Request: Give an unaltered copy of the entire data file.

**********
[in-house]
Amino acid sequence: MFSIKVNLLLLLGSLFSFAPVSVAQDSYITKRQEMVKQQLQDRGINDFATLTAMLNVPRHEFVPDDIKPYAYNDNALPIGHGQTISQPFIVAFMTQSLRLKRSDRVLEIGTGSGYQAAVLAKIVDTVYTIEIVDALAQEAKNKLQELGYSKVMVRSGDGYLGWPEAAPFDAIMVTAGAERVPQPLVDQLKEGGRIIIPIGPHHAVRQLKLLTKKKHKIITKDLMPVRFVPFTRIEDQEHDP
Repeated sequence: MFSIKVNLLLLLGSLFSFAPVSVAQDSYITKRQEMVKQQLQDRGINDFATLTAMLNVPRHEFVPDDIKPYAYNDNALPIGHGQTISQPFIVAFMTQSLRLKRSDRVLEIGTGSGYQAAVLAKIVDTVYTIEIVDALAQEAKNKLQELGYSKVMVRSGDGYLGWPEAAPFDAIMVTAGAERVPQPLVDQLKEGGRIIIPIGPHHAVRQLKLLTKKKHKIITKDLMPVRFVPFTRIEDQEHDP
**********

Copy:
[in-house]
Amino acid sequence: MFSIKVNLLLLLGSLFSFAPVSVAQDSYITKRQEMVKQQLQDRGINDFATLTAMLNVPRHEFVPDDIKPYAYNDNALPIGHGQTISQPFIVAFMTQSLRLKRSDRVLEIGTGSGYQAAVLAKIVDTVYTIEIVDALAQEAKNKLQELGYSKVMVRSGDGYLGWPEAAPFDAIMVTAGAERVPQPLVDQLKEGGRIIIPIGPHHAVRQLKLLTKKKHKIITKDLMPVRFVPFTRIEDQEHDP
Repeated sequence: MFSIKVNLLLLLGSLFSFAPVSVAQDSYITKRQEMVKQQLQDRGINDFATLTAMLNVPRHEFVPDDIKPYAYNDNALPIGHGQTISQPFIVAFMTQSLRLKRSDRVLEIGTGSGYQAAVLAKIVDTVYTIEIVDALAQEAKNKLQELGYSKVMVRSGDGYLGWPEAAPFDAIMVTAGAERVPQPLVDQLKEGGRIIIPIGPHHAVRQLKLLTKKKHKIITKDLMPVRFVPFTRIEDQEHDP